The Flat (2012)
Average Rating: 7.6/10
Reviews Counted: 31
Fresh: 26 | Rotten: 5
No consensus yet.
Average Rating: 7.8/10
Critic Reviews: 17
Fresh: 15 | Rotten: 2
No consensus yet.
Average Rating: 3.7/5
User Ratings: 3,379
At age 98, director Goldfinger's grandmother passed away, leaving him the task of clearing out the Tel Aviv flat that she and her husband shared for decades since immigrating from Nazi Germany in the 1930s. Sifting through a dense mountain of photos, letters, files, and objects, Goldfinger begins to uncover clues that seem to point to a greater mystery and soon a complicated family history unfolds before his camera. What starts to take shape reflects nothing less than the troubled and taboo
Oct 19, 2012 Limited
Mar 11, 2013
IFC Films - Official Site
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Arnon's filmmaking is flaccid, with TV-style interviews and rote reaction shots in place of cinematic imagery and deftly edited surprises.
There's something touching about the way Goldfinger obeys his moral compass.
I will salute the deftness and intelligence with which Goldfinger observes the reactions of the living to the revelations of the dead.
Are things better left alone or is revealing all always the best path? "The Flat," to its credit, offers nothing like a definitive answer.
"The Flat" is a compelling tale of history made personal, and of what happens when light is shone on something previously murky.
The movie feels more like a thriller and a mystery than a documentary. Perhaps someday, someone will be inspired to dramatize this astonishing story.
It's a mesmerizing detective story ...with an oddly uplifting ending that suggests a commonality of the human spirit that supersedes ideology.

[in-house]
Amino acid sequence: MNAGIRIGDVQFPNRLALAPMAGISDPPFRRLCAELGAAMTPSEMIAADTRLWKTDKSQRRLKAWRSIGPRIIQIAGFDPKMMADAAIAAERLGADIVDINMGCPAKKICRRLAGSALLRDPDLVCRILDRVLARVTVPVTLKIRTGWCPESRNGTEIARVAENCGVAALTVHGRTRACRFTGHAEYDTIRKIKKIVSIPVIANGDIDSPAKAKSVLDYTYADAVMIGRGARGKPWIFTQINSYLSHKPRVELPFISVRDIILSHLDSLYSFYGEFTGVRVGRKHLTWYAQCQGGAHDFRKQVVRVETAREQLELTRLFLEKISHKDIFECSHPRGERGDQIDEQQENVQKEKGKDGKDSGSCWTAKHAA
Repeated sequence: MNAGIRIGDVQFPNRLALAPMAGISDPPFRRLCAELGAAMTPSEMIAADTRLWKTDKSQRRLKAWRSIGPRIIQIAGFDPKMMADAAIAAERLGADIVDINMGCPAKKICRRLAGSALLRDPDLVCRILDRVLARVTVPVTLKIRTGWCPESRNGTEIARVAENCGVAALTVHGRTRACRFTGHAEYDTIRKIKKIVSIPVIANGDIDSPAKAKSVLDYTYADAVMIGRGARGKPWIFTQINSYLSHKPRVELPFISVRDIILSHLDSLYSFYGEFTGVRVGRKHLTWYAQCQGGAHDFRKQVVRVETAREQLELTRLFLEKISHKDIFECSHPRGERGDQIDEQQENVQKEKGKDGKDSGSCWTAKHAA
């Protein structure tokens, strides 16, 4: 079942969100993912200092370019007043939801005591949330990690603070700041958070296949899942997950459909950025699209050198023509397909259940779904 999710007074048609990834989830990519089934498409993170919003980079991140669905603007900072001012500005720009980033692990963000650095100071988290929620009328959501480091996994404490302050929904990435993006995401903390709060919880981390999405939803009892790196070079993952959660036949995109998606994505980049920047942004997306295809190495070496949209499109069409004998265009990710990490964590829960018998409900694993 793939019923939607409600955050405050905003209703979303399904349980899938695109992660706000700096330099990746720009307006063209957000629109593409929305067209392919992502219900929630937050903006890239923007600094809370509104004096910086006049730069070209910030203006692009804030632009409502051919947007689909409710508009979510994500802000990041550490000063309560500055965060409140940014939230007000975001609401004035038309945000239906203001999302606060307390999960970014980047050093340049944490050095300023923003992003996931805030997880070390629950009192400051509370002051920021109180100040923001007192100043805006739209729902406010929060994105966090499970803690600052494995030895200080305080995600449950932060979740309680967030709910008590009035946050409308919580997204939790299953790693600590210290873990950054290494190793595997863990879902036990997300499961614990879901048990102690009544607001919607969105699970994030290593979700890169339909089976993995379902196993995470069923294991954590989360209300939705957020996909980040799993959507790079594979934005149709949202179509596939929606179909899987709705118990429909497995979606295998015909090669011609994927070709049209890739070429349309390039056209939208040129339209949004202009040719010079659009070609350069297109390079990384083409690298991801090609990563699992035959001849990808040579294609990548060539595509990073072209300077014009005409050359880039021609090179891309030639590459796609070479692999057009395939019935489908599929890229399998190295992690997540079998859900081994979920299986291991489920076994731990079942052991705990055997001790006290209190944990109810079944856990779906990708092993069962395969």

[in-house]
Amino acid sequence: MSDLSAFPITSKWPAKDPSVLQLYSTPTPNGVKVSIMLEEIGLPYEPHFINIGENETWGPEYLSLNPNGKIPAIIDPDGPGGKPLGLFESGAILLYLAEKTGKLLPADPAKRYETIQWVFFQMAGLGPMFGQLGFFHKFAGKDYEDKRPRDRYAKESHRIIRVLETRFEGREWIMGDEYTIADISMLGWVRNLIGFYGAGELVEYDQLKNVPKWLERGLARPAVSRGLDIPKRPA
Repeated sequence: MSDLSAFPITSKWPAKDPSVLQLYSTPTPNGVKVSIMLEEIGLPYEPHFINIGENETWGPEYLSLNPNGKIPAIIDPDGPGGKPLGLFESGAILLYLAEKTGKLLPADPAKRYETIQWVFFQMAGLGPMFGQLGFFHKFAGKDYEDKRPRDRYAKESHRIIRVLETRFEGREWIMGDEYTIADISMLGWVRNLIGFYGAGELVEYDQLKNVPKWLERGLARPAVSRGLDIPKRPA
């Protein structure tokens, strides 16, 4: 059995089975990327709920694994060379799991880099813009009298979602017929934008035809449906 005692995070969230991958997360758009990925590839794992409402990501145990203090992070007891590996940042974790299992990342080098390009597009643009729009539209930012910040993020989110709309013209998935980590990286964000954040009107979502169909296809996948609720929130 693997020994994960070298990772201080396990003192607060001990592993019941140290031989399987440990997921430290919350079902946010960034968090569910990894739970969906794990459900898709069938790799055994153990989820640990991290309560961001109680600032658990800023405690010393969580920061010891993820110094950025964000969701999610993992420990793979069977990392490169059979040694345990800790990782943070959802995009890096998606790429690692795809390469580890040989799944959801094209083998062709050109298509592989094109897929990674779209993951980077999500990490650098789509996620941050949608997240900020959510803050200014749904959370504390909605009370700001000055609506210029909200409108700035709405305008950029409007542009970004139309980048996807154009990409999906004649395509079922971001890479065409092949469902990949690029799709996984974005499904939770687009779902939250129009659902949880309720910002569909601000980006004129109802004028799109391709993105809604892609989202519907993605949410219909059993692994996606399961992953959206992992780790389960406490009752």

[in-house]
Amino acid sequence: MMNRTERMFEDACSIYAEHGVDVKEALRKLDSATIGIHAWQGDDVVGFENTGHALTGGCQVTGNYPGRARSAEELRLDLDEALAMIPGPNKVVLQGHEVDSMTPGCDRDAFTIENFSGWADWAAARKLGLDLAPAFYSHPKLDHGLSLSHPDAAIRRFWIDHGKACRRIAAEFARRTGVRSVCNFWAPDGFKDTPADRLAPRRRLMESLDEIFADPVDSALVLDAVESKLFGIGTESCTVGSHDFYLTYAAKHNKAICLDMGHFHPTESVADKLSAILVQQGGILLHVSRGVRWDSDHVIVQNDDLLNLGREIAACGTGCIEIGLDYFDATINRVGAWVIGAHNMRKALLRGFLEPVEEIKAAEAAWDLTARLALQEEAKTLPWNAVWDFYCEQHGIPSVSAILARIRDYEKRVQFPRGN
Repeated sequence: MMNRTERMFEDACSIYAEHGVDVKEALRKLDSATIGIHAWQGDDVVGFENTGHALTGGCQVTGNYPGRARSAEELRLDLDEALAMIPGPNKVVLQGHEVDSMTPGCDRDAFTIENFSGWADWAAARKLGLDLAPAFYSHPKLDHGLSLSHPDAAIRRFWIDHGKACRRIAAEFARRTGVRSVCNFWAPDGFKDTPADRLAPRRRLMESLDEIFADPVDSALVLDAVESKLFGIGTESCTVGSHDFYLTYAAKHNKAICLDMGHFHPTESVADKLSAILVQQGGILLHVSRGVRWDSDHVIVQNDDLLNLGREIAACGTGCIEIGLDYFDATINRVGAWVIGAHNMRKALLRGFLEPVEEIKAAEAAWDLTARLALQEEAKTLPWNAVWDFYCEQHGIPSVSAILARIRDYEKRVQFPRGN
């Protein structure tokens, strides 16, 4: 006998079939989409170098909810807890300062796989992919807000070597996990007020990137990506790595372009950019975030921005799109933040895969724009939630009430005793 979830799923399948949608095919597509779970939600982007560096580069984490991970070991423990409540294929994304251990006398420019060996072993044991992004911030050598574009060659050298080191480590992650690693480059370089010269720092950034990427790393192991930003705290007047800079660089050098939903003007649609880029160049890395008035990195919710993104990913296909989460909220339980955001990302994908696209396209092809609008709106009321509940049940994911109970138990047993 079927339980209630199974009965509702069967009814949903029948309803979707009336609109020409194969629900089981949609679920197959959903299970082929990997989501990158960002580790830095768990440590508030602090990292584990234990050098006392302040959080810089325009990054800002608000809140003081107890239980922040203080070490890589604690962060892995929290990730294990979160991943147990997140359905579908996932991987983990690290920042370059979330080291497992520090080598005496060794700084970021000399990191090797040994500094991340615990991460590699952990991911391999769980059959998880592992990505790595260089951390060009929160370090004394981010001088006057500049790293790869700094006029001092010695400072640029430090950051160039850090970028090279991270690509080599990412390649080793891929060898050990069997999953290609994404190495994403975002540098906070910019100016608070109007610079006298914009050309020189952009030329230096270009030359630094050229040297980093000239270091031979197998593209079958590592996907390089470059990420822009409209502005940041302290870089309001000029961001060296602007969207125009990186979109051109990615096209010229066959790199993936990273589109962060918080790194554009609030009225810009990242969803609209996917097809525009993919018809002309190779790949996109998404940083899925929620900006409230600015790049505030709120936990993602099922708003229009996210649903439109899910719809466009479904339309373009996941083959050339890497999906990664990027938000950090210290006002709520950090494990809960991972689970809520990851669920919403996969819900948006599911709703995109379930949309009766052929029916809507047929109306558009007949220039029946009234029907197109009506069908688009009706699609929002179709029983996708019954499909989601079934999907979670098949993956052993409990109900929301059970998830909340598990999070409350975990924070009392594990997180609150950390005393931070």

'The Flat' has a strange staying power that the objects in the apartment didn't.
An intriguing documentary about a man who discovers some huge surprises with major implications when he starts digging through the stuff left behind in his grandparent's apartment in Tel Aviv after his grandmother's death.
Since there's no big payoff, the family drama documentary fizzles in the end.
An earnest and deeply personal exhumation of proverbial skeletons in the family closet, The Flat is damned by its own incuriosity.
Once the facts have been presented, the film begins to run out of steam and one is only left to question why the filmmaker took this approach.
A film that turns a personal story into a commentary on international denial and healing after World War II.
Watching Goldfinger's curiosity be met with different answers to the same questions while his mother absorbs this new side of her own parents proves a fascinating study in family history.
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